Can the federal OSHA agency order employers to get their employees vaccinated for the coronavirus — or have them tested weekly? That is what it has done to employers with 100 or more employees. One federal appeals court temporarily blocked this mandate, but another then upheld it in a 2-to-1 vote.
The deputy editorial page editor for the Washington Post is a staunch liberal. She is worried that the Supreme Court may strike down President Biden’s attempt to create a nationwide vaccine mandate. But that liberal, Ruth Marcus, admits that OSHA’s order is legally quite vulnerable. As she admits, OSHA’s order raises the genuine question,
Can federal agencies impose mandates using laws that were hardly designed with a global health crisis in mind? Or must regulators wait for that authority to be made clear by Congress, which has proved itself increasingly incapable of governing?
She admits that that “these mandates represent aggressive, even unprecedented, uses of federal regulatory authority.” That is to say, arguably beyond OSHA’s authority. Marcus takes note of the Supreme Court’s
ruling earlier this year that the federal Centers for Disease Control and Prevention exceeded its authority in issuing a moratorium on evictions for those in areas with high covid‐19 spread.
“It would be one thing if Congress had specifically authorized the action that the CDC has taken,” the court said in an unsigned opinion. “But that has not happened. Instead, the CDC has imposed a nationwide moratorium on evictions in reliance on a decades‐old statute that authorizes it to implement measures like fumigation and pest extermination.”
Marcus touts the fact that the Occupational Safety and Health Act “allows OSHA to issue emergency rules when it deems them ‘necessary’ to protect employees from ‘grave danger from exposure to substances or agents determined to be toxic or physically harmful or from new hazards.’” She argues, “It doesn’t seem like much of a textual stretch, if a stretch at all, to consider the coronavirus an ‘agent’ that poses ‘grave danger’ to workers.” But she recognizes that “OSHA has never before imposed such a broad, nationwide and non‐industry‐specific requirement.”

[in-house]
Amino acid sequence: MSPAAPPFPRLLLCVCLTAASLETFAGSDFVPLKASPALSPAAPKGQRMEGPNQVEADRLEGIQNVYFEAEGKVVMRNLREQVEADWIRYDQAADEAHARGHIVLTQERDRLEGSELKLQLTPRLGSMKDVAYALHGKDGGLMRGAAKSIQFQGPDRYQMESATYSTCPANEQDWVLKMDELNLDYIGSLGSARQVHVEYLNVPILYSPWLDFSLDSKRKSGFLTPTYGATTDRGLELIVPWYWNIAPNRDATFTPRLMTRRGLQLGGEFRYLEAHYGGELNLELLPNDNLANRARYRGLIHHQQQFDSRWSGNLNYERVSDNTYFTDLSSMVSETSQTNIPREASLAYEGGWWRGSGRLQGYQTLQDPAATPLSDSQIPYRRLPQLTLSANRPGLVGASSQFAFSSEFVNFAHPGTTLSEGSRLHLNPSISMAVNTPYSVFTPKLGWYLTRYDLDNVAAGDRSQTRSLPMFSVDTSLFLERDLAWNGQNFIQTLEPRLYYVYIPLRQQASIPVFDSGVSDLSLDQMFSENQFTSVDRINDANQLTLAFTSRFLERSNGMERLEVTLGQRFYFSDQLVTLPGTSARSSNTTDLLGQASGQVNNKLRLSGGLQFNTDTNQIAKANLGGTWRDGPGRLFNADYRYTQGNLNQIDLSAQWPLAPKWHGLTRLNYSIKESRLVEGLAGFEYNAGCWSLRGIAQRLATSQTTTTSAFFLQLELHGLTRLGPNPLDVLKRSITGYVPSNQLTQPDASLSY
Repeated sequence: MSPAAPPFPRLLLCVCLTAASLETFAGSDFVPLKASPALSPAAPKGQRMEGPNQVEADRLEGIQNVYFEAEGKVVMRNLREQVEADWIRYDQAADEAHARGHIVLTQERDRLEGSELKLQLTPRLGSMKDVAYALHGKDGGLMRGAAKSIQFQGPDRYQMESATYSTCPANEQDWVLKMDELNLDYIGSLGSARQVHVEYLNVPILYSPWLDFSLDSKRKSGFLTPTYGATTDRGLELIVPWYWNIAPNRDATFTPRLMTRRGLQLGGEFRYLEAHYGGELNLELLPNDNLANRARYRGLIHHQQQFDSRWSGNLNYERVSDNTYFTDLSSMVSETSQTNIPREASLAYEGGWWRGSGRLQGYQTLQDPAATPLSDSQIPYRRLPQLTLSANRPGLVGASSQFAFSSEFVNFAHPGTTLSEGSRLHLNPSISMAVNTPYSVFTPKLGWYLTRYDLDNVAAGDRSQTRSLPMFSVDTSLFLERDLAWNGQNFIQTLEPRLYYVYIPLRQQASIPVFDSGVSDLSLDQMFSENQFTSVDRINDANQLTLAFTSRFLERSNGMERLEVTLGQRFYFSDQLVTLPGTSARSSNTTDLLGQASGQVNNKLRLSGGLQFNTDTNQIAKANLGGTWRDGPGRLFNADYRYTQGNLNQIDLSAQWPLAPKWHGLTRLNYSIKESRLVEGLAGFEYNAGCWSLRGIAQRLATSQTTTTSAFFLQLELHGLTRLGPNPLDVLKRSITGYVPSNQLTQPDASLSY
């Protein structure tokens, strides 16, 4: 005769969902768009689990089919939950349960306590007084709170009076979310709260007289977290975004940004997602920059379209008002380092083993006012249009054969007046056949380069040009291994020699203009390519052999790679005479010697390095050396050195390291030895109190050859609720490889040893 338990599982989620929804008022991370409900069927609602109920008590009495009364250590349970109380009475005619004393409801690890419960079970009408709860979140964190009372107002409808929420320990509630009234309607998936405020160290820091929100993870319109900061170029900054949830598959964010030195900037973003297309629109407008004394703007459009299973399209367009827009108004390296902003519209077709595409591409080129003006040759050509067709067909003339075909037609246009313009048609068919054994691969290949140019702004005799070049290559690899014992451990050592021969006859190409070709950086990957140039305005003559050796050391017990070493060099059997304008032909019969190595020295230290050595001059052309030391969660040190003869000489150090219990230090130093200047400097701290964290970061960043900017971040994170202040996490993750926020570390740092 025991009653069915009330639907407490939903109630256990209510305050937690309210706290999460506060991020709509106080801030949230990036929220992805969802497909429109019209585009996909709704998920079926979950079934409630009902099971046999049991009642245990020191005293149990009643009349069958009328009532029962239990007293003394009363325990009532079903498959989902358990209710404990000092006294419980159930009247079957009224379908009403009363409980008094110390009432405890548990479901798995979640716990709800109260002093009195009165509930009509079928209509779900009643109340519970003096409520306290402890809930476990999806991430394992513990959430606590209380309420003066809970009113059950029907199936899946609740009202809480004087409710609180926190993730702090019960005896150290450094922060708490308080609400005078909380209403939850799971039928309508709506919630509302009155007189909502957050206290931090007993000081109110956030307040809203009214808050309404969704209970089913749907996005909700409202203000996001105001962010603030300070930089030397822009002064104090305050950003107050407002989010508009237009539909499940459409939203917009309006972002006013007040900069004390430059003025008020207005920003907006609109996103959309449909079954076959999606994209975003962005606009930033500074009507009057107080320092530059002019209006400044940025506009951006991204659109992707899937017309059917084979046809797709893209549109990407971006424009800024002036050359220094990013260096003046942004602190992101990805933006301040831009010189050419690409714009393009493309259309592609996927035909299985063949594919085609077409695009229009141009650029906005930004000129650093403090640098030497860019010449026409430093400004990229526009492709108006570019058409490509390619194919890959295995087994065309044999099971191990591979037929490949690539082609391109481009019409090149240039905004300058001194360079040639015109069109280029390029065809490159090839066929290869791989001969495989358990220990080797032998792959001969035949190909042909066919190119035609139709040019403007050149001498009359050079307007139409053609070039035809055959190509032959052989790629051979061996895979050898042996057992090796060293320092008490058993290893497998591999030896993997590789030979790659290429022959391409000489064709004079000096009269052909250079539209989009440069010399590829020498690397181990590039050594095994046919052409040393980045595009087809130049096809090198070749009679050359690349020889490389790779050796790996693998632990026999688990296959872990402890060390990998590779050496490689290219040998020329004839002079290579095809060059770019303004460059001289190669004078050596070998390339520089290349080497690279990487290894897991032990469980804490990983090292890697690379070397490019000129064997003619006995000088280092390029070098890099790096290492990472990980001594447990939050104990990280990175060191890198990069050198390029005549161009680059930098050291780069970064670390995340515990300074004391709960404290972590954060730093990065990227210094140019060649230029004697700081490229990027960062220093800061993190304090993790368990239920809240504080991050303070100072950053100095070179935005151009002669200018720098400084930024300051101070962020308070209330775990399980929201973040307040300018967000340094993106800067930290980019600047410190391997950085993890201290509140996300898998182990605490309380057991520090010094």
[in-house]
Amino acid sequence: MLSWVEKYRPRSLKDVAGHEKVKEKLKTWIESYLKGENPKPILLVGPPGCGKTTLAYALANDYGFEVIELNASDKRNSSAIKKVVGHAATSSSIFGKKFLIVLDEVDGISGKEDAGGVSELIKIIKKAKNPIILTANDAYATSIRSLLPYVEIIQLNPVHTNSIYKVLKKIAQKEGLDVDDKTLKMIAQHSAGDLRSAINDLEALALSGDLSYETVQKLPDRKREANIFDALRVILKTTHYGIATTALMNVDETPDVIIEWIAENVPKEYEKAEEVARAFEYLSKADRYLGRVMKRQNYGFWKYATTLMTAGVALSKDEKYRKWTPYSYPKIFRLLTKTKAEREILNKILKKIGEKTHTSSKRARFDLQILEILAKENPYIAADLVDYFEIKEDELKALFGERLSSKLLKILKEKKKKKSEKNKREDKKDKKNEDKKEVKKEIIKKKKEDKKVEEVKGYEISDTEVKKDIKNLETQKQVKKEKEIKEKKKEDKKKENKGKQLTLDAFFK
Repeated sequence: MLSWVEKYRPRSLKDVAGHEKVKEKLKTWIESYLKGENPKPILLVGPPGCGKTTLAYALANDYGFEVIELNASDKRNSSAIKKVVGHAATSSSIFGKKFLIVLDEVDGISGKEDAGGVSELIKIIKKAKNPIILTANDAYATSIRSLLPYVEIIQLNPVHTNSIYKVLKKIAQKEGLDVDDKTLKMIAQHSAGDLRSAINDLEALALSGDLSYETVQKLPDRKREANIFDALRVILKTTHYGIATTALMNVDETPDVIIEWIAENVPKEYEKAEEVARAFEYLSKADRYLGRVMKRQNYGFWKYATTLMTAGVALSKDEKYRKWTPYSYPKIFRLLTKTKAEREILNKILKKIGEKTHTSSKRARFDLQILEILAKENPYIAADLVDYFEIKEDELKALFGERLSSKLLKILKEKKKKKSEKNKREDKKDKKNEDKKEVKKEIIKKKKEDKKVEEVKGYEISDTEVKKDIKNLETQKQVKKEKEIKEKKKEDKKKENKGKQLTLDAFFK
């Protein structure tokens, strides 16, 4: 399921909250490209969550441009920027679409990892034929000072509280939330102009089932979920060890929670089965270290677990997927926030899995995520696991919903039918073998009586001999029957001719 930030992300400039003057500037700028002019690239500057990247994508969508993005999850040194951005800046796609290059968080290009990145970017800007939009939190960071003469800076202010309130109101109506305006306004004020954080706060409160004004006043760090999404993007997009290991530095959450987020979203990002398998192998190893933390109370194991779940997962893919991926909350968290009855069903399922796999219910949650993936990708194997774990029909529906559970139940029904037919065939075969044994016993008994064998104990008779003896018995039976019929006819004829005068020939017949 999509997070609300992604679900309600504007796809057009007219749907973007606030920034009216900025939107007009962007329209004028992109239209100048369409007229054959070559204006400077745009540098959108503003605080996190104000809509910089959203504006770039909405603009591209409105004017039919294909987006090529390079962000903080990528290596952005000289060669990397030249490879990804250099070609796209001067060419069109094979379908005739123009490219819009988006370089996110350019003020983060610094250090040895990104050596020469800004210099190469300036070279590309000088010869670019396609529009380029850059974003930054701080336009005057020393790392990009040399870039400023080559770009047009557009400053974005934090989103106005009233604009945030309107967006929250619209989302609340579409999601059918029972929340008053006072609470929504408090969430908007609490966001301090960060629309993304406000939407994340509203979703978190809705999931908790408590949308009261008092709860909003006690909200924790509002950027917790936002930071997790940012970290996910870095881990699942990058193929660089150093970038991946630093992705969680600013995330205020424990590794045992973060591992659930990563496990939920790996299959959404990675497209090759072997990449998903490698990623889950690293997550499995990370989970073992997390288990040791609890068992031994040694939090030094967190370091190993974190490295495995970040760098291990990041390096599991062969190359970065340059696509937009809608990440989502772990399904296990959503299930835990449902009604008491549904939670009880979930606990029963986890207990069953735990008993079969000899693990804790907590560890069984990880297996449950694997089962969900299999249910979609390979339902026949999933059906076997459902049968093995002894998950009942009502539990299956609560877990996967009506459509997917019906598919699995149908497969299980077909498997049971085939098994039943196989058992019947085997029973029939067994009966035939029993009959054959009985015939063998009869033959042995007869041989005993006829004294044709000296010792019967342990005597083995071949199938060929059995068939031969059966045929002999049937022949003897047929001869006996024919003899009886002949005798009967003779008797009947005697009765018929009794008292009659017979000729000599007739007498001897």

Marcus is worried about a Court that, she argues, “is itching to rein in administrative agencies and is disinclined — to put it mildly — to read agencies’ authorities broadly.” But that is precisely what the Constitution commands. As the Supreme Court explained in 1995, “The Constitution creates a Federal Government of enumerated powers.”
OSHA’s vaccination mandate only covers employers with 100 or more employees. Smaller private-sector employers often aren’t covered by the OSHA mandate. Small employers were only covered, if at all, by other agencies’ mandates that are currently blocked by judges in one or another region of the country, such as the mandate covering healthcare providers regardless of size, or government contractors regardless of their size (or by state or municipal mandates, in a few states or cities). As Phil Kerpen notes, Biden’s vaccine mandates for healthcare workers and government contractors were recently enjoined nationally, so if a healthcare provider or government contractor doesn’t have 100 or more employees, it may not be subject to any vaccine mandate.